by: Scott Knopf.
It’s wonderful when talented actors take roles in projects they really believe in rather than aiming for the biggest box office dollars or guaranteed Oscar nominations. Robin Williams has World’s Greatest Dad. Nicole Kidman has Birth. Even James Franco has “General Hospital.” When these world-famous celebrities and gifted performers take a chance on a smaller project (or a forty-seven-year-old soap), that’s when real film fans start to get excited. They get excited because they know that whatever these projects are, they must be special because convincing actors to turn down millions of dollars for a mainstream blockbuster can’t be easy.
And aside from the occasional disaster (Hounddog, anyone?), a lot of these projects turn out to be successes, some monetarily, others in fan and critic praise. But what they all do is remind the world that mainstream Hollywood isn’t the only moviemaking game in town, even if they are reminding us from the Wal-Mart bargain bin. Effective storytelling is what it’s all about and the last time I checked, it doesn’t take 20 million dollars to tell a story.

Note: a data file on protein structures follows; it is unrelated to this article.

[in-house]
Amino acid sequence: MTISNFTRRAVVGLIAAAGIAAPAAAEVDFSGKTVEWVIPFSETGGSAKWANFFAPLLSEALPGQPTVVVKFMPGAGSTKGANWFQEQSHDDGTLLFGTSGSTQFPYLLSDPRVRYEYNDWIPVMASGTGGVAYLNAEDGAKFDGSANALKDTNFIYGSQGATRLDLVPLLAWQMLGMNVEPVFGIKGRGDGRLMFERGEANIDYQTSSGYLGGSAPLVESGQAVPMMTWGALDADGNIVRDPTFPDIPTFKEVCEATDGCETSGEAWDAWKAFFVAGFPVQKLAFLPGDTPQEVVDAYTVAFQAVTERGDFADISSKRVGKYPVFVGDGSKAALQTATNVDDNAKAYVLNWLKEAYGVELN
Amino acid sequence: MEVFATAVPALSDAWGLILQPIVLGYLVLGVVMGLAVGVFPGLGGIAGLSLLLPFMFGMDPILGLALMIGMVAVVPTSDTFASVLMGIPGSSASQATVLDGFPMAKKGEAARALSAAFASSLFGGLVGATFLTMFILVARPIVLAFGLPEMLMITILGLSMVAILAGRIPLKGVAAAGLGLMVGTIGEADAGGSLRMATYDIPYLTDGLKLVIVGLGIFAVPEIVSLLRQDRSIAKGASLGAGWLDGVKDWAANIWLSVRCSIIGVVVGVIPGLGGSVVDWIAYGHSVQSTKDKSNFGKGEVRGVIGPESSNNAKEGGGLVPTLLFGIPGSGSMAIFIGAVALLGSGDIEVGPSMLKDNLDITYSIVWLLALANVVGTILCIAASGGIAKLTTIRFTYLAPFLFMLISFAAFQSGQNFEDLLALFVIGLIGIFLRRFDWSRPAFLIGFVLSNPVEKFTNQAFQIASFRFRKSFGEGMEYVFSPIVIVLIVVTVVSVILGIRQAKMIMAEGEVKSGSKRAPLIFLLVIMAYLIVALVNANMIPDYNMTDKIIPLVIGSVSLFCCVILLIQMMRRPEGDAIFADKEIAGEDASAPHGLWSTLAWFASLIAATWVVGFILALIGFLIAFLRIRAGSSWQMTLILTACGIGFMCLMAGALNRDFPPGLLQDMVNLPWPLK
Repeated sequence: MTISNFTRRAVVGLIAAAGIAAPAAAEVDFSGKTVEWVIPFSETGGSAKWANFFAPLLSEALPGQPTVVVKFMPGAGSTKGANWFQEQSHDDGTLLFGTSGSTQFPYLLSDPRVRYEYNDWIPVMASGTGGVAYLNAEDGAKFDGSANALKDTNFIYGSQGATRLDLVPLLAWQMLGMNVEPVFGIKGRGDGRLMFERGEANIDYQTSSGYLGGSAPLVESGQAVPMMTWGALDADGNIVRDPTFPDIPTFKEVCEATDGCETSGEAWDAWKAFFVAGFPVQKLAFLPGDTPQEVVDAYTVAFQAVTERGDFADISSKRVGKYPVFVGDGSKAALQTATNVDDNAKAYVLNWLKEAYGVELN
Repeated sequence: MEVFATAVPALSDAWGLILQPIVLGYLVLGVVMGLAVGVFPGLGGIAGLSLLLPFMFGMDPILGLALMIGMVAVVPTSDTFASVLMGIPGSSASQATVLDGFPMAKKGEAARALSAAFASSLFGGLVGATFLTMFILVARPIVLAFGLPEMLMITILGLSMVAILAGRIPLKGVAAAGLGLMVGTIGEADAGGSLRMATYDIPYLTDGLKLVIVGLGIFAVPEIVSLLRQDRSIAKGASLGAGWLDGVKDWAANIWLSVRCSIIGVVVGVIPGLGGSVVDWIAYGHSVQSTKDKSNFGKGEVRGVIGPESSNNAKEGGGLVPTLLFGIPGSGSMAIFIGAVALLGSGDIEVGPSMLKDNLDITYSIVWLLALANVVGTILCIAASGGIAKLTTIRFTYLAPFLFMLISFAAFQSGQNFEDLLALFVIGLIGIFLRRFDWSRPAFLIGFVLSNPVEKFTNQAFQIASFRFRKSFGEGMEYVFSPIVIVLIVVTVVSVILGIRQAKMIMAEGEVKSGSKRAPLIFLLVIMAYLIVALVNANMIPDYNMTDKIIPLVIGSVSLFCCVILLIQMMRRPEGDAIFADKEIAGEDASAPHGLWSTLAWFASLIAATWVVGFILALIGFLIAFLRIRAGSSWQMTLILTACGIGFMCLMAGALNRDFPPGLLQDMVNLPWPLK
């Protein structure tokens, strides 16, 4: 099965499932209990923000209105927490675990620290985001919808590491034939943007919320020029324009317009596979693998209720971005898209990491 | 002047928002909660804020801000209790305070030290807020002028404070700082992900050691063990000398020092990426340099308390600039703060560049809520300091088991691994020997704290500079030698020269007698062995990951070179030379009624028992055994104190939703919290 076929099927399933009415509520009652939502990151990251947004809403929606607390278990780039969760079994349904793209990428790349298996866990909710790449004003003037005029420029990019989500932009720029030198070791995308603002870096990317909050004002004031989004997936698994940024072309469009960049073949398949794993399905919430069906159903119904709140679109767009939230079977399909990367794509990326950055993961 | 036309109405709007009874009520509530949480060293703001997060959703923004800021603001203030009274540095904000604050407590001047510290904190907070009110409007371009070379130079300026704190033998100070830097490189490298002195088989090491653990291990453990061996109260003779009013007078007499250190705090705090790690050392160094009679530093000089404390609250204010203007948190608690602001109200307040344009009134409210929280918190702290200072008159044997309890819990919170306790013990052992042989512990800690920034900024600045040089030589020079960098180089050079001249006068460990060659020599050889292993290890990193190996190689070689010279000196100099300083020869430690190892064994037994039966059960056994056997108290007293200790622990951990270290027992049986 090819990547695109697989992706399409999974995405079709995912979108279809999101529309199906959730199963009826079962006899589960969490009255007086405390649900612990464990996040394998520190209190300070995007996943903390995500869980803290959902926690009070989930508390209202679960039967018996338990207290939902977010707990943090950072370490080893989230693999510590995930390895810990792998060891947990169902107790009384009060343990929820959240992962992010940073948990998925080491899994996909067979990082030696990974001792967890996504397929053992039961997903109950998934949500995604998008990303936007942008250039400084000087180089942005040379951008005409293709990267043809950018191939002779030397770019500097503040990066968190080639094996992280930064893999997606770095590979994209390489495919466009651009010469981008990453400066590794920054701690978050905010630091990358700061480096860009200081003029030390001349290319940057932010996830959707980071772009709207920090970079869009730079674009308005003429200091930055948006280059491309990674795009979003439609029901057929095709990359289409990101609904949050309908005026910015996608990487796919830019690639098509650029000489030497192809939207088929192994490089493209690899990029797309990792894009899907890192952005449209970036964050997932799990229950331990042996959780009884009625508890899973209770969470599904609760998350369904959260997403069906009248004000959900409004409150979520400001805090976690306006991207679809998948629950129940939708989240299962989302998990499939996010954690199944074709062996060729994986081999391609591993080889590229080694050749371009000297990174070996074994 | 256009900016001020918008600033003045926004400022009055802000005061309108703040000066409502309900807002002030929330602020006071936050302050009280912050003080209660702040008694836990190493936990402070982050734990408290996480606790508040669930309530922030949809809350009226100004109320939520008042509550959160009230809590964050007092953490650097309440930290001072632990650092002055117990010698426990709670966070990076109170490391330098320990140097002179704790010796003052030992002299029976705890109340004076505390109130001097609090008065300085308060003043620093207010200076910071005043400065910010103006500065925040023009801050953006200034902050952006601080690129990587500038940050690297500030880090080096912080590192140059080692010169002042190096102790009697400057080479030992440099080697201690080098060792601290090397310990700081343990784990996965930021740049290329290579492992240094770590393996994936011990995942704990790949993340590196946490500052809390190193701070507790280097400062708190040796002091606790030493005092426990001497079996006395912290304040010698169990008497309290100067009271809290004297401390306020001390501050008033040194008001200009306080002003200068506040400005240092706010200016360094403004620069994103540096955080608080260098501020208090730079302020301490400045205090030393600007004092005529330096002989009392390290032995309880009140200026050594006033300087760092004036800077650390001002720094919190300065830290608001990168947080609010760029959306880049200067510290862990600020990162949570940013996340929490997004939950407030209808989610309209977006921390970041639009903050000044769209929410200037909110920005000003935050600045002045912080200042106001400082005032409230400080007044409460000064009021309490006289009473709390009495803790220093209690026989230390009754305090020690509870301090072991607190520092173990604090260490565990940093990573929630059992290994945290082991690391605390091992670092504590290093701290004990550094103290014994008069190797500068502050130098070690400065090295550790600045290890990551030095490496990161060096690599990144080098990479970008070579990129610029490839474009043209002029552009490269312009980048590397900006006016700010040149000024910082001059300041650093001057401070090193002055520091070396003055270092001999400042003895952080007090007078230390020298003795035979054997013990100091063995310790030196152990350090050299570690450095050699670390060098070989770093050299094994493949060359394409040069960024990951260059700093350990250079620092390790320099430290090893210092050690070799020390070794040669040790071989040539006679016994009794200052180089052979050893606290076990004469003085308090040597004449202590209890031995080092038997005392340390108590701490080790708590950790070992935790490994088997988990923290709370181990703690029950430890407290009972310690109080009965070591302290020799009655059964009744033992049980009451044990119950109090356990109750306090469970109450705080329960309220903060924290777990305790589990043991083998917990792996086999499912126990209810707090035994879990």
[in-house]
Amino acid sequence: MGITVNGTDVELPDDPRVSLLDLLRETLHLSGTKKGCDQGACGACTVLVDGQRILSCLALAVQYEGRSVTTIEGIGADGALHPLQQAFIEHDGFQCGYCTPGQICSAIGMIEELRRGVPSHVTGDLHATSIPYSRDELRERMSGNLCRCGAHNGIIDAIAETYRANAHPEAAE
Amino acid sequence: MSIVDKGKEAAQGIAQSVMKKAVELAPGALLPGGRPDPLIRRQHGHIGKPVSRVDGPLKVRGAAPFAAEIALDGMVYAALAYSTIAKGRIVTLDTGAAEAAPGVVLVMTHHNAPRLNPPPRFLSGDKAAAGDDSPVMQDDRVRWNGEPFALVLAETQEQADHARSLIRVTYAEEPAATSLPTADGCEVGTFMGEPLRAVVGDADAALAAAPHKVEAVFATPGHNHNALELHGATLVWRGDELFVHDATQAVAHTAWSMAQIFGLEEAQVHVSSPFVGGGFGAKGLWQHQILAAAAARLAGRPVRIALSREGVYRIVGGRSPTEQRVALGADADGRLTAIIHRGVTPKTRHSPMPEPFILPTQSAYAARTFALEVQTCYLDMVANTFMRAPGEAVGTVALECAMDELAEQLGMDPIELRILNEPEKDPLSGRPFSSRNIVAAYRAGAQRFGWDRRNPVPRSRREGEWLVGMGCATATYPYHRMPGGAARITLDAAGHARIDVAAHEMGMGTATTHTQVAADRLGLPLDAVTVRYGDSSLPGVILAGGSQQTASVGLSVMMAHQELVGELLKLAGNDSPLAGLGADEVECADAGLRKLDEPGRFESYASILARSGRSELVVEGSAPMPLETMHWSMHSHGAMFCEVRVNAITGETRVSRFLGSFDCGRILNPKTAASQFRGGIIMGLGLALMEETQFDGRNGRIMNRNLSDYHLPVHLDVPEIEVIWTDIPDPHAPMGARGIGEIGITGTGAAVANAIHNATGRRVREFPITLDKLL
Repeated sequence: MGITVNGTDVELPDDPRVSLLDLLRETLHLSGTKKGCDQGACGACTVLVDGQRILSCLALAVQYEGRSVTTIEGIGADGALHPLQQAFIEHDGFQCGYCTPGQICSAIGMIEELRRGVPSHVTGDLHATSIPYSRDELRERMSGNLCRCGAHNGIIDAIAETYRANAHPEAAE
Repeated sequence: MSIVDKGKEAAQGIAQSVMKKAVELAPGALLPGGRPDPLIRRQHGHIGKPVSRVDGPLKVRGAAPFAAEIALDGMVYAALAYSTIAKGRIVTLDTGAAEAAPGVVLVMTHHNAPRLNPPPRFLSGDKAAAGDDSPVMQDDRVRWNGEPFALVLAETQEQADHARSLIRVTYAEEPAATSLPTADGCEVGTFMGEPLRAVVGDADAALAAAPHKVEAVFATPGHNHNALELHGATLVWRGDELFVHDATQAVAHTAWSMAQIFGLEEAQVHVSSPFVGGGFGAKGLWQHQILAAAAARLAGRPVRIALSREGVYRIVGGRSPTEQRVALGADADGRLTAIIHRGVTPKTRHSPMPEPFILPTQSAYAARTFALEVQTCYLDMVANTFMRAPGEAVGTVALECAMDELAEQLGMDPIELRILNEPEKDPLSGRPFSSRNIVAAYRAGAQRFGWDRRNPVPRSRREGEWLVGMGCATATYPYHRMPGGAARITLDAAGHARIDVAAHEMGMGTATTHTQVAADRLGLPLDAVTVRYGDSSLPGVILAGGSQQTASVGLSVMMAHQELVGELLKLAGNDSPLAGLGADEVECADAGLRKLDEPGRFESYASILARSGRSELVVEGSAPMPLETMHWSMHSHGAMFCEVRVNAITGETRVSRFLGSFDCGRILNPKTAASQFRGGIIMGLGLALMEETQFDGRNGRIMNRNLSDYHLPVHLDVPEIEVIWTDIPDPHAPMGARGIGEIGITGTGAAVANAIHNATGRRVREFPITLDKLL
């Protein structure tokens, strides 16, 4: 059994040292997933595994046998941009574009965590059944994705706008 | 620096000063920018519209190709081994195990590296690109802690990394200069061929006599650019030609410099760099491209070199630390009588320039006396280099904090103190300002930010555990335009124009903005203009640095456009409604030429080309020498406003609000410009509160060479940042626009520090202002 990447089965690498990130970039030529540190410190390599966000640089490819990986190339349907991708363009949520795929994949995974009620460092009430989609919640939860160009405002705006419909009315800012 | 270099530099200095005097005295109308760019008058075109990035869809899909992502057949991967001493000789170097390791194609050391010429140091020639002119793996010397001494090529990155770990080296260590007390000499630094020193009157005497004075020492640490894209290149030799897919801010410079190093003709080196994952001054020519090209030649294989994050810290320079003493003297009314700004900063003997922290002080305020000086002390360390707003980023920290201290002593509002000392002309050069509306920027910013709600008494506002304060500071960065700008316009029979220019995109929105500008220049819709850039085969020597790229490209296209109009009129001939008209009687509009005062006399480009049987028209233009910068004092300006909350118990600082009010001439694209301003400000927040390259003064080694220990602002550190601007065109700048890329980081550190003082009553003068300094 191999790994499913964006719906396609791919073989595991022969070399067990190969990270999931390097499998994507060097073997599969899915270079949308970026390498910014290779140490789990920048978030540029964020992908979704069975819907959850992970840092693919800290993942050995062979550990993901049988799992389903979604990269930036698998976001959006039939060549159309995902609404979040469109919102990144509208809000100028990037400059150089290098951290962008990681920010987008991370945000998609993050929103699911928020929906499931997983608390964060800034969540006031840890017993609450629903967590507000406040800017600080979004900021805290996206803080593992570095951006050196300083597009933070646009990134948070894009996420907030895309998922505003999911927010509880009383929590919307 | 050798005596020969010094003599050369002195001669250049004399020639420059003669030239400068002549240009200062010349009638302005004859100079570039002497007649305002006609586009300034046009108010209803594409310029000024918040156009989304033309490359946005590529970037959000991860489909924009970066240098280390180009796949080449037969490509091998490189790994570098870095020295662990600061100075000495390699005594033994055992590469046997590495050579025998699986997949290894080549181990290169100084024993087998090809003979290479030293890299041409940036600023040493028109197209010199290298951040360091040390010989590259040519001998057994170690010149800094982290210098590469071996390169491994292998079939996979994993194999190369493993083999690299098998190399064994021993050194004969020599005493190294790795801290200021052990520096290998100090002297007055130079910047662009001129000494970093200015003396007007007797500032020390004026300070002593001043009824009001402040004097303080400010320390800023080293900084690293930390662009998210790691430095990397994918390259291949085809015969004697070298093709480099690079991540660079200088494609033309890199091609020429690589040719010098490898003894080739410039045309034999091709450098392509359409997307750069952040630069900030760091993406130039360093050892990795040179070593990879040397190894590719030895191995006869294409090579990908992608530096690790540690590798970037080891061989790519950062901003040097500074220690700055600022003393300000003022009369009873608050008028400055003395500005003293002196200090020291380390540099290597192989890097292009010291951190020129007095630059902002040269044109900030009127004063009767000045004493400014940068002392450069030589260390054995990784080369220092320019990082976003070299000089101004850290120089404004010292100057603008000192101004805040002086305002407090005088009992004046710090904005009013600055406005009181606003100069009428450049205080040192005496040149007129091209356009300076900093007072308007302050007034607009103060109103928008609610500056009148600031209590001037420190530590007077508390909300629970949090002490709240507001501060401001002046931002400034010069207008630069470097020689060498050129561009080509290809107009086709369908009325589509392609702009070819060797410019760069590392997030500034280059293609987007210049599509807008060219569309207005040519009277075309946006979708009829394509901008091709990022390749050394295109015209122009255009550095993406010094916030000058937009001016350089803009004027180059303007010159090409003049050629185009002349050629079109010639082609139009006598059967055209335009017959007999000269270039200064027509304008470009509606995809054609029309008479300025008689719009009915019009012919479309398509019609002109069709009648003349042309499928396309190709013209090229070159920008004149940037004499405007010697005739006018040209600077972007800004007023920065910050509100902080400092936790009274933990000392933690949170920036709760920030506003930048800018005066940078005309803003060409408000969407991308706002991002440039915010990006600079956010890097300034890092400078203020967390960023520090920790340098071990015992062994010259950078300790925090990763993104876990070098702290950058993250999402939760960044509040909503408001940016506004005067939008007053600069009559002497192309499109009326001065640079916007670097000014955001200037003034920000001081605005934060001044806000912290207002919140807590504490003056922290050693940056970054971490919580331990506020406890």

David Hyde Pierce, who is best known for his work on TV’s “Frasier” and more recently in Guillermo Del Toro’s Hellboy in which he performed the voice work for a blue, sea-dwelling creature named Abe Sapien, takes on a more intimate roll in Nick Tomnay’s The Perfect Host. Pierce plays Warwick Wilson, a mild-mannered L.A. resident who has his home invaded by John Taylor, a clever bank robber (Clayne Crawford).
Expecting guests for a dinner party, Warwick allows the fast-talking scam artist into his house only to find himself at the wrong end of a long knife. Without wanting to give anything away, it should just be said that of all films that are labeled as “psychological thrillers,” The Perfect Host is one of the most deserving. The film evolves into a clever cat-and-mouse game between Warick, his captor, and a police detective (Nathaniel Parker) who’s closing in on solving that bank robbery. Tomnay, who wrote and directed both this film and the short it was based on, really gets into his characters’ heads and brings the viewer along for the ride.
A unique twist on the home invasion genre, Host starts out and ends a little rocky but the movie’s delicious creamy center completely makes up for it. Warwick Wilson is not a character you’ll easily forget. From his distinctive walk to his unique friendships, Warwick illuminates the screen, even when he’s not on it. Sure to make a number of Cult Classics lists, The Perfect Host is the best kind of project for big-name actors looking for something different. Host is different and in all the best ways.